“Every step of the way, I made a point to underpromise and overdeliver. In the long run, that’s the only way to ensure security in any job.”

And

“Treat people like family, and they will be loyal and give their all. Stand by people, and they will stand by you. It’s the oldest formula in business, one that is second nature to many family-run firms. Yet in the late 1980s, it seemed to be forgotten.”

And

“While Wall Street has taught me a lot, its most enduring lesson is an understanding of just how artificial a stock price is. It’s all too easy to regard it as the true value of your company, and even the value of yourself.”

And

“At a certain stage in a company’s development, an entrepreneur has to develop into a professional manager. That often goes against the grain.”

And

“Whatever you do, don’t play it safe. Don’t do things the way they’ve always been done. Don’t try to fit the system. If you do what’s expected of you, you’ll never accomplish more than others expect.”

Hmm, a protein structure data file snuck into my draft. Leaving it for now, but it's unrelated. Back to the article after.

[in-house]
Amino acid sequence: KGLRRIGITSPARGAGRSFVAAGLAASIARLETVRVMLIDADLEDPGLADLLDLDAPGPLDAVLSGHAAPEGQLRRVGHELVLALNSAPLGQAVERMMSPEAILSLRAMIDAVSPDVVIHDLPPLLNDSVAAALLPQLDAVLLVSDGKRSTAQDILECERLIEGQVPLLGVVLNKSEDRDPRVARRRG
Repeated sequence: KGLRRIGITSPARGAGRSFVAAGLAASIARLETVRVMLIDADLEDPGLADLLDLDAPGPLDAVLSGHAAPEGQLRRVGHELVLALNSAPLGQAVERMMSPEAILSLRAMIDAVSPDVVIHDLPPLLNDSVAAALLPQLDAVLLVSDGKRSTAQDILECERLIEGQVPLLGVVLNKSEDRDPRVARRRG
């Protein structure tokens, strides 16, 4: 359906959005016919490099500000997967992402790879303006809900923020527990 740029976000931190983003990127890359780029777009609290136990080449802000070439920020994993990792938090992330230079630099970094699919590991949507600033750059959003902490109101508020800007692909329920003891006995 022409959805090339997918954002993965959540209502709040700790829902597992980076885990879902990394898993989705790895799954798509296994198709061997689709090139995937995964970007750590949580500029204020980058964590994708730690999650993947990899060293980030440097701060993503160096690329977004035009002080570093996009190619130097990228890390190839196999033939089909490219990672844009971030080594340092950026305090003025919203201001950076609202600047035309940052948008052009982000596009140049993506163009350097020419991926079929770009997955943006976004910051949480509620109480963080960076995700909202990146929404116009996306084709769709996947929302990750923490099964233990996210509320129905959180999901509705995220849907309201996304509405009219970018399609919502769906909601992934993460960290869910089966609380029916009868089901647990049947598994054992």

And

“It’s seizing the day and accepting responsibility for your future. It’s seeing what other people don’t see, and pursuing that vision no matter who tells you not to.”

Wikipedia:  Howard Schultz

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Coaches Hot Seat Quotes of the Day – Tuesday, January 15, 2019 – LeRoy Neiman

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“I had a go at changing history – maybe not all by myself – I fought at the battle of Normandy, I slogged through the Ardennes, and I celebrated the liberation of Paris on the streets with beautiful French girls throwing flowers at me. I said good-bye to my first true love and discovered what I really wanted to do with my life.”